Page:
I also would suggest that if you need a vertical saw, get a vertical saw. I geared down a woodworking bandsaw and used that successfully for a while. You might look into that. I even used one at woodworking speeds, limiting myself to aluminum and probably getting shorter blade life. The 4x6 designs are ok for occasional vertical cutting, but I suspect you won't be very happy doing any amount of it.

mickeyf
09-07-2012, 12:43 AM
I just remembered that on Frank Ford's website he has what looks an awful lot like a plain ol' Delta woodworker's band saw with pictures of it doing quite a nice job, thank you very much, of cutting metal.

http://www.frets.com/HomeShopTech/Tooling/BandSawFeed/bandsawfeed.html

CMcmillan
09-07-2012, 02:52 AM
First off this thread has helped a lot in aiding my decision and I appreciate what this community has to offer, thank you.
Secondly, I have it down between the enco,
http://www.use-enco.com/CGI/INSRIT?PMAKA=505-6840

And the busy bee craftex,
http://www.busybeetools.com/products/BANDSAW-METAL-4IN.-X-6IN.-1%7B47%7D3-HP-CSA-CRAFTEX.html

The enco has a promotion currently running that offers free shipping on $99 on up which would be nice. The busy bee has a TBD shipping charge which I assume will be around $100 or so. Any further comments between these two saws is appreciated. I have been looking for a while and am about to make the leap, and want to make the best decision possible. Enco is a bit cheaper, the craftex looks nicer, but function over cosmetics..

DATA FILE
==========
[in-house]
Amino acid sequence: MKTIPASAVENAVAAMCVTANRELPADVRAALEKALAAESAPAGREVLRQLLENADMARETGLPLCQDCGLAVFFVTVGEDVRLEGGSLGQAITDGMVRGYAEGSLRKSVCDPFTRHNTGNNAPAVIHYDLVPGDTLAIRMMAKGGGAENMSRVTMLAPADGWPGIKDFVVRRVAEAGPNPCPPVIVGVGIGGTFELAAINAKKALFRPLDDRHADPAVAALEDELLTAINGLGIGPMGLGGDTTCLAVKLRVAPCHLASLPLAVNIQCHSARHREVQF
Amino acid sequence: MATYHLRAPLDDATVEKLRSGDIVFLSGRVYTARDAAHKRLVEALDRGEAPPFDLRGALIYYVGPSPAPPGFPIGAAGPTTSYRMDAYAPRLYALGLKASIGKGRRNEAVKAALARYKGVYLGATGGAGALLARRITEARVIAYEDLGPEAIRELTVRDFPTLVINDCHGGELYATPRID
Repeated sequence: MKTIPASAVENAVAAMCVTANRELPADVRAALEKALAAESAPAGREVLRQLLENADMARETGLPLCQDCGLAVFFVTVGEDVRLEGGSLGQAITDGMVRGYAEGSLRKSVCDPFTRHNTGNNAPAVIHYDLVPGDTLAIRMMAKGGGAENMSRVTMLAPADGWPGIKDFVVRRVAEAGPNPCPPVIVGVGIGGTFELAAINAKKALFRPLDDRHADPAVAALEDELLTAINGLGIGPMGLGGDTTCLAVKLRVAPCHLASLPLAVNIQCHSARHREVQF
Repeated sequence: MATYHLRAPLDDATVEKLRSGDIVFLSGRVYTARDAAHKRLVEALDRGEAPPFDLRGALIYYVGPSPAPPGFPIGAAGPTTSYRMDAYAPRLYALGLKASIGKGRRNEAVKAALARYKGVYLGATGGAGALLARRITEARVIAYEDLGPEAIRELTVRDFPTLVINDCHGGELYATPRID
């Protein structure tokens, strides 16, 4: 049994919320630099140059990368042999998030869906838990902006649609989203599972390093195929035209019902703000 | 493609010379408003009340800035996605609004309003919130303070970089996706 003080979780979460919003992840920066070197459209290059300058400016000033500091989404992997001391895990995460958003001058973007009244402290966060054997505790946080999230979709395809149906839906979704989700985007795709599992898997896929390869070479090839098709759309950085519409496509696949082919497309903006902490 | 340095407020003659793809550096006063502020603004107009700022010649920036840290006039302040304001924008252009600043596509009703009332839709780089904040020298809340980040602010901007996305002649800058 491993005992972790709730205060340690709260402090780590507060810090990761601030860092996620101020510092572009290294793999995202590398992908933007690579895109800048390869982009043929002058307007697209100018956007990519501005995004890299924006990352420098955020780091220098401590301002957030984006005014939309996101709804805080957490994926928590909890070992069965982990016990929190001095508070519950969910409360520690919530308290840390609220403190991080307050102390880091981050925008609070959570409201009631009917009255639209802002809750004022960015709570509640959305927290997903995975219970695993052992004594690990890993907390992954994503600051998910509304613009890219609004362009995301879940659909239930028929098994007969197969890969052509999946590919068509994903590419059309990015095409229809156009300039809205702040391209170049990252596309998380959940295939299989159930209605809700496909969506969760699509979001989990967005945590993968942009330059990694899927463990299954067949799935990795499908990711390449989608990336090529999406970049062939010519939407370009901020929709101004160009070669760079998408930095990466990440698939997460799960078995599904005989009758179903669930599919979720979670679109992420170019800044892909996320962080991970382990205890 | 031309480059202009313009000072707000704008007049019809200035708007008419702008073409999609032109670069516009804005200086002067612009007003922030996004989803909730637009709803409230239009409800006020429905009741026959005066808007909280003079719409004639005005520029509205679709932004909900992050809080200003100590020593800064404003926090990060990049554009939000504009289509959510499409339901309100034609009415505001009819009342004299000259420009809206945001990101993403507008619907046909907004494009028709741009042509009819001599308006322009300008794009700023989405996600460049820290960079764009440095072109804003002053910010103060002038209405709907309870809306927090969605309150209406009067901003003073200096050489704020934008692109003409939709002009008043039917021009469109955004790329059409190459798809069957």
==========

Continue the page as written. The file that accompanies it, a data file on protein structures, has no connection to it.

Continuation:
As I've said I would rather have a fixed vertical bandsaw but the cost is a lot more and what 90% of knifemakers use is the 4x6's so that should be fine.

Evan
09-07-2012, 11:45 AM
The two saws look pretty equivalent. It may come down to after sale support. I have bought a lot from BB over the years and have on a few occasions required after sales help. BB has always been good. They have been in business for many years and are run by two of the Balolia brothers. The third brother runs Grizzly tools in the US who also seem to have a decent reputation. I haven't dealt with Enco at all so can't offer any advice there.

It would help if you updated your profile with an approximate location.

mako_cc
09-07-2012, 12:02 PM
Sorry that this is my first post here, but I really wanted to provide a warning for you on the Enco free shipping. I purchased a 4x6 saw from Enco (whch I have been happy with) during one of their free shipping deals and found that this item didn't qualify. It weighed too much to be shipped by UPS (I believe it was 125 lbs.) and so had to be shipped by freight. Also, when you order, make sure you request that the freight company call you prior to delivery so you know when its coming. They tried to slap me with a $60 re-delivery charge when I wasn't home the first time.

A quick call to Enco should be able to answer the free shipping question for you as my experience was several years ago.

Oh and hello everyone. Thanks for the great site. Lots of excellent information here.

-Chad

Ries
09-07-2012, 06:30 PM
Busy Bee is Canadian. They dont have any stores in the USA, and while they will ship to the US, my guess is that it would be pretty expensive. They tell you to call for shipping prices for anything over 30kg.